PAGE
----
A week before Christmas 2015 my wife and I moved from our flat in the very centre of Brighton to the picturesque Brighton suburb of Bevendean.
My commute to work became very different. Gone was the casual 10 minute stroll to the Ocasta office.
Thus ensued a few months of experimentation, starting with buses, then, cycling, a long period of walking and eventually settling on an electric moped.
If you just want to read about the E-Rider Model 30 electric moped, I’ve written a post about the process from buying one to getting it on the road, and will write a post about the first 1000km.
The bus was great at first. I tried out a few different bus routes and found that if I put on some sturdy shoes and walked 10 minutes along a country path, I could get a fantastic view, say hello to some horses in the morning and encounter the smell of urine and sick much less frequently.
The peace and opportunity to sit, think, and pray was great initially, but the novelty wore off and the reality of the unreliability hit. Sometimes they don’t turn up, sometimes they drive past you, sometimes they are so full you have nowhere to sit – or someone sits on you (true story).
The whole journey was taking 45 minutes when everything went smoothly. A full 4.5 times longer than my previous commute. After trying this experiment for 4 months, it was time for something else.
A quick Google Maps search showed that I could apparently cycle the route in less than 20 minutes. Cycling didn’t last long.
There’s nowhere secure to keep the bike at work (I’ve had at least 3 bicycles stolen or majorly vandalised in Brighton in the past). Hills, which means arriving work drenched in sweat and smelling like the 48.
Another tap on the Google Maps app claimed that I could walk to work in 52 minutes. Normally I’m a bit quicker than than Google Maps, so this was putting walking at only marginally more than getting the bus.
I walked for many months, got slightly fitter and developed some nice muscle definition on my lower legs. This was great. Physical fitness is also great for mental well-being, so there were benefits there too.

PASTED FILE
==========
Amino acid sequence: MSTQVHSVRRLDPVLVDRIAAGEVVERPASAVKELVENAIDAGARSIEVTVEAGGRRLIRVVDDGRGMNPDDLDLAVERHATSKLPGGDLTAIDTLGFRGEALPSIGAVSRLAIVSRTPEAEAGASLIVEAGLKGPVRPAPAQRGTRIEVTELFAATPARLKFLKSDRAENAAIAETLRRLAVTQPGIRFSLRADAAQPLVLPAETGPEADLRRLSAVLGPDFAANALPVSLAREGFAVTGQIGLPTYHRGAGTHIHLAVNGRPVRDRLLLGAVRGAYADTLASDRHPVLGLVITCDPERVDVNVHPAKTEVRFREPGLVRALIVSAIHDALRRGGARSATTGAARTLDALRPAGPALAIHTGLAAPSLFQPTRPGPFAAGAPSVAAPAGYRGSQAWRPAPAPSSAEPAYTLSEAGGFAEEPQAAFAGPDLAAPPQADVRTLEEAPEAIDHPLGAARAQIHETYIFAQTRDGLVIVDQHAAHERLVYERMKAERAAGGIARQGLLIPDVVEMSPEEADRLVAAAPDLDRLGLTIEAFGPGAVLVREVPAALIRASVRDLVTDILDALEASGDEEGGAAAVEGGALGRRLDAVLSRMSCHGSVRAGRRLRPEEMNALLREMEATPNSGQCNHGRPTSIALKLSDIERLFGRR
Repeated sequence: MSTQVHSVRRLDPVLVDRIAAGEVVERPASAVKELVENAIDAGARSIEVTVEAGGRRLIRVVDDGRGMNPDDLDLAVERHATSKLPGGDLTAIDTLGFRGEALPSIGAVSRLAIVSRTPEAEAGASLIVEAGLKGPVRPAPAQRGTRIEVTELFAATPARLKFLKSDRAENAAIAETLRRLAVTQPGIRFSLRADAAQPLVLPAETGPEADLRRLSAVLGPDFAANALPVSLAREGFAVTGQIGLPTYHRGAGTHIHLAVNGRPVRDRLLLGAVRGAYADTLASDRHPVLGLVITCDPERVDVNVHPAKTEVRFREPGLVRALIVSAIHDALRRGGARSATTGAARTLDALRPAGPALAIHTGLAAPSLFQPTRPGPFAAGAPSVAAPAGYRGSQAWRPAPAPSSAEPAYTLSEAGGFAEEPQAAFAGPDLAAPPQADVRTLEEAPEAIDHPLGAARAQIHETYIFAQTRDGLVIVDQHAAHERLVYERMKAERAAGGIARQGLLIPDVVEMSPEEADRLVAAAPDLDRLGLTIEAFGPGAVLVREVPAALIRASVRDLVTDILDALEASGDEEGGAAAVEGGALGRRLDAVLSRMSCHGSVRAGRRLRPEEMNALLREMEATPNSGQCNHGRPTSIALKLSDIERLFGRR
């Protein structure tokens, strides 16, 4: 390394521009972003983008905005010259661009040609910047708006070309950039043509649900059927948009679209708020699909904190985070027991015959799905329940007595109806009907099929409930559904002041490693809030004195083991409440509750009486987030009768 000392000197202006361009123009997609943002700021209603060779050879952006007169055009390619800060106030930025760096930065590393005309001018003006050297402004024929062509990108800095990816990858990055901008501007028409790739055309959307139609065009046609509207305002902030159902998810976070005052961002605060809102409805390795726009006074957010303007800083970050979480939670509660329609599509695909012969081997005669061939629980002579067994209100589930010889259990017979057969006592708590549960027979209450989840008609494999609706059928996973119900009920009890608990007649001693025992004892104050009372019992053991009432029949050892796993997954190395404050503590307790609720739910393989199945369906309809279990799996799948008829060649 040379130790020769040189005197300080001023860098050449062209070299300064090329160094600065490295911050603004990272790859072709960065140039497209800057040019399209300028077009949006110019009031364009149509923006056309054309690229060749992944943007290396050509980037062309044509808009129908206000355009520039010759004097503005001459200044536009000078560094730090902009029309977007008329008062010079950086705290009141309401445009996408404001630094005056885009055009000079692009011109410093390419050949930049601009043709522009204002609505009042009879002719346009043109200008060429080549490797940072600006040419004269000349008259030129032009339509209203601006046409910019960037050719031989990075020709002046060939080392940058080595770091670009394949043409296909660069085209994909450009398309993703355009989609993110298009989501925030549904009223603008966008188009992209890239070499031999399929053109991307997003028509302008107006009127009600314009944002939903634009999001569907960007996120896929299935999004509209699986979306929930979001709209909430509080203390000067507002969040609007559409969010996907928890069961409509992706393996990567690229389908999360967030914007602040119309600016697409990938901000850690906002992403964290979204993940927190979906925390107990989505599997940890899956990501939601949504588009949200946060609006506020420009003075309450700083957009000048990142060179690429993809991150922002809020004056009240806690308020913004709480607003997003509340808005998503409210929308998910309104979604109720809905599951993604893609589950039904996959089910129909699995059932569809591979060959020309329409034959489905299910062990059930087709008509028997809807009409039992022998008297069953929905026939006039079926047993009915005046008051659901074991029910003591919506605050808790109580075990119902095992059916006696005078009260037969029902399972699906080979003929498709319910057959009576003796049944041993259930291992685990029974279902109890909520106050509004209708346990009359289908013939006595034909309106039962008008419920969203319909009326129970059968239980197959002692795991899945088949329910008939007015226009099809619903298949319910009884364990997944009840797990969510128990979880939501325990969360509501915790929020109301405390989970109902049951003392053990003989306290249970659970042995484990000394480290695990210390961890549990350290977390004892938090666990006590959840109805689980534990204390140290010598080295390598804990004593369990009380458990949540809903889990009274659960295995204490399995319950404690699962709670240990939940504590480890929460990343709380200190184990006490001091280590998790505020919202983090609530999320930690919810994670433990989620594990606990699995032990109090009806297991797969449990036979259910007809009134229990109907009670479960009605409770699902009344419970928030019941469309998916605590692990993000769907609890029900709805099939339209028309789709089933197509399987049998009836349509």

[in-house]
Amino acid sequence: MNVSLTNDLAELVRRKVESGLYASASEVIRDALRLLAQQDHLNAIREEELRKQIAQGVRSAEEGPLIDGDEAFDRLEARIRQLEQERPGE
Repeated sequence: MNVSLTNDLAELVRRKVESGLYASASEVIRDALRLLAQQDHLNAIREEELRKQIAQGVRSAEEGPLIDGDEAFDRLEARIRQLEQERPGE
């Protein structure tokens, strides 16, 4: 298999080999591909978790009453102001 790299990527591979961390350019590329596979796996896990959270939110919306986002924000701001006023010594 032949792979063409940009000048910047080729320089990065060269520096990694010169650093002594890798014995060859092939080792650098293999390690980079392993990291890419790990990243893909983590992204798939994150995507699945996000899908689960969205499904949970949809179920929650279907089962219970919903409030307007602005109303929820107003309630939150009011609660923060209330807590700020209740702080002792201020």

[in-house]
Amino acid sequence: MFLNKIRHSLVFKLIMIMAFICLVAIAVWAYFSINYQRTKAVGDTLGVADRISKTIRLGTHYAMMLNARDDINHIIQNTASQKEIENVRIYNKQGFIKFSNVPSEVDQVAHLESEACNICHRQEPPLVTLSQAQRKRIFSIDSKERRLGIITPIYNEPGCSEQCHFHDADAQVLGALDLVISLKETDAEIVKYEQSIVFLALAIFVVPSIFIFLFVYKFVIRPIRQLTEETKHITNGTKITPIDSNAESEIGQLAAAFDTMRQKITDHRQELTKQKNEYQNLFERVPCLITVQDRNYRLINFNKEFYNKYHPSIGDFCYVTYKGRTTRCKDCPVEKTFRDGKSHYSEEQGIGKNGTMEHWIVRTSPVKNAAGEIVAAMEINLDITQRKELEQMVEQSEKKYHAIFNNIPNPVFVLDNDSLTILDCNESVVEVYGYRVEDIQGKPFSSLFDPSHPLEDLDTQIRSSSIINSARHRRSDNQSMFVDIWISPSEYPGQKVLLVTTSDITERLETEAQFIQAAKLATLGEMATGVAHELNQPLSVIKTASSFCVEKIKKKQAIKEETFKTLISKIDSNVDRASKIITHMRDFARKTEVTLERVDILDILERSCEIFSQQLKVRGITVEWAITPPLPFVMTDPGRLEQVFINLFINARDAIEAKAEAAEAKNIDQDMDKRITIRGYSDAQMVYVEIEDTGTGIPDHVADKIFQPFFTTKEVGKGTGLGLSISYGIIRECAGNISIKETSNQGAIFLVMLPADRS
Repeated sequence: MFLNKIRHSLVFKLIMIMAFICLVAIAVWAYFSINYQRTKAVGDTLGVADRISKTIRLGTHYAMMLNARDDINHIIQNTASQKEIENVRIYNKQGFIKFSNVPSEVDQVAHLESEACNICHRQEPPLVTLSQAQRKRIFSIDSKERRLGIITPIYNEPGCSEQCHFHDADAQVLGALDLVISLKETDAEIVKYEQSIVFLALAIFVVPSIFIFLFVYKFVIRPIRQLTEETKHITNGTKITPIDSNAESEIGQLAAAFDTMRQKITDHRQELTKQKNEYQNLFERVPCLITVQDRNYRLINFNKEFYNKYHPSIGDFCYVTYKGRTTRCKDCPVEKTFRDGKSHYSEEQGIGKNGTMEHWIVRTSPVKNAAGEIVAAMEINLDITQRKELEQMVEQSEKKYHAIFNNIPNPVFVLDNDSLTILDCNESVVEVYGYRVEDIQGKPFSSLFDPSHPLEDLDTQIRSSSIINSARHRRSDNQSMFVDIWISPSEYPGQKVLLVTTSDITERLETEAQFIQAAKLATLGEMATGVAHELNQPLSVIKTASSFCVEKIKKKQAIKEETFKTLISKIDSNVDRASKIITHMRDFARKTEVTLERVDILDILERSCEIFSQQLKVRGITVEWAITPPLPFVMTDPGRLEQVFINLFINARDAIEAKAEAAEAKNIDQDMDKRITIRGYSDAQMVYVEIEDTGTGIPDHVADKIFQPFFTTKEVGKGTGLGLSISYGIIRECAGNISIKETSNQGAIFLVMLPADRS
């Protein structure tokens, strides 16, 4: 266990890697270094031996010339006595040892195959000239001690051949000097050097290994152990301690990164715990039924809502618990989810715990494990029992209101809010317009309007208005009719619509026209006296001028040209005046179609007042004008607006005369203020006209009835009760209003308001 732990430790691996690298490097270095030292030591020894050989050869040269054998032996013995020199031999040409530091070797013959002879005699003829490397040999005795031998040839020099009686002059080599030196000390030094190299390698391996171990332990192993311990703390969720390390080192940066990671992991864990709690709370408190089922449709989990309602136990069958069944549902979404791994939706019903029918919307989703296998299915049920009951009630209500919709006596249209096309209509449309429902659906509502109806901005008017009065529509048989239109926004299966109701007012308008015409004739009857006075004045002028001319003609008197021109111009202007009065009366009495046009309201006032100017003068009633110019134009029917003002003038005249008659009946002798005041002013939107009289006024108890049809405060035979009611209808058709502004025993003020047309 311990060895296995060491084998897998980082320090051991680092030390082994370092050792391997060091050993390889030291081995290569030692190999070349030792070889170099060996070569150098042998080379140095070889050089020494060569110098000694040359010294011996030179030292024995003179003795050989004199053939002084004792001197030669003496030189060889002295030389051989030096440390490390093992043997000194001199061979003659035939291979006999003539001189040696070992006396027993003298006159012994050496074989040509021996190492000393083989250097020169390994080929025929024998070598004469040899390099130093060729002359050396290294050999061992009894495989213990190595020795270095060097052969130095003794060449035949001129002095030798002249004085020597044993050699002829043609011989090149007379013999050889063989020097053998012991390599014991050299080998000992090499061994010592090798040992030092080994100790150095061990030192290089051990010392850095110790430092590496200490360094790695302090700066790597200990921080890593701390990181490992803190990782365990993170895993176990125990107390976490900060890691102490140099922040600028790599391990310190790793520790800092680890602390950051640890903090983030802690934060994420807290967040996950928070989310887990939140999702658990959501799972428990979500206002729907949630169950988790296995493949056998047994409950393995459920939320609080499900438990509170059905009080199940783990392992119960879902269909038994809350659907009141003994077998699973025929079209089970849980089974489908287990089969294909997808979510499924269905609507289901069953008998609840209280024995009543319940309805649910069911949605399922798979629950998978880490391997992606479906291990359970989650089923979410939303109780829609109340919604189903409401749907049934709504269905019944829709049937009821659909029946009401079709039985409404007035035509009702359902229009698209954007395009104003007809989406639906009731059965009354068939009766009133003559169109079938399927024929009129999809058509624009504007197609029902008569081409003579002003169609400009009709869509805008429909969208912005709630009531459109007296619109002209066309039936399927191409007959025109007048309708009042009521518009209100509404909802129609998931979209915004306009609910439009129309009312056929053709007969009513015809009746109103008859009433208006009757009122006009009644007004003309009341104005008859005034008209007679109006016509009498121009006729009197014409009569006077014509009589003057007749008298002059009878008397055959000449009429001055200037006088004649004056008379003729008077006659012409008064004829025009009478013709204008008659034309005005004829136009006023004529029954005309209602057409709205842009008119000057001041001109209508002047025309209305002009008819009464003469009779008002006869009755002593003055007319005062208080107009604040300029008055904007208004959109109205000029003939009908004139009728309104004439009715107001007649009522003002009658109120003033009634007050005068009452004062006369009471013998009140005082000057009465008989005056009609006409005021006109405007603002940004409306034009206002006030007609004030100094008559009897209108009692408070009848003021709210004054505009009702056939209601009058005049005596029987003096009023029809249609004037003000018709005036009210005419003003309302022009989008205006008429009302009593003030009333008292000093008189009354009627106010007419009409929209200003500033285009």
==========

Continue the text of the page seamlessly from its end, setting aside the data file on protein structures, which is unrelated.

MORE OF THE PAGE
But maintaining a 45ish minute walk meant keeping a quick walking pace up the whole time, twice a day, five days a week. Even after a long day at work, or when feeling tired in the morning.
Walking experiment over. Time for some sort of powered vehicle. Google Maps reckons 20 minutes journey time.
Options that aren’t electric mopeds
What about an electric bicycle? I still had the issue of where to store it when at work. Despite this, I borrowed a friend’s electric bicycle to try it out. Brighton’s hills were still a problem. The electric part of the electric bicycle would frequently conk out on steeper (but common) inclines, leaving you with a very very very heavy bicycle to haul up the hill.
A car? Don’t be silly. Parking, petrol, traffic.
A petrol moped? I didn’t really consider this option, once I decided on an electric one.
So why an electric moped?
Tesla cars are cool and I hadn’t even thought about electric motorcycles until I read an article in 2015 about Gogoro electric scooters.
Electric vehicles seem like the future. Less maintenance needed as there’s less moving parts. They can be charged at home. The electricity used to charge can be generated in many different ways, some using finite fossil fuels, but some not. Petrol etc will run out eventually.
Why an E-Rider Model 30?
Cost, and Google search result ranking.
When you search for “electric moped” the first result was the E-Rider website. Their forums have just enough people talking about their bikes to make them seem legit.
When you break down the total cost of ownership over three years (which I’ll do in another post), including buying the bike, equipment, MOT, CBT etc it works out only slightly more expensive than three years of Brighton bus tickets. And at the end of the three years you’re left with an asset.
Now my whole commute takes just over 20 minutes. That’s from walking out the door to arriving at my desk!
(Only 2x as long as before my move, but now I get to live in more beautiful part of the city, and afford a house)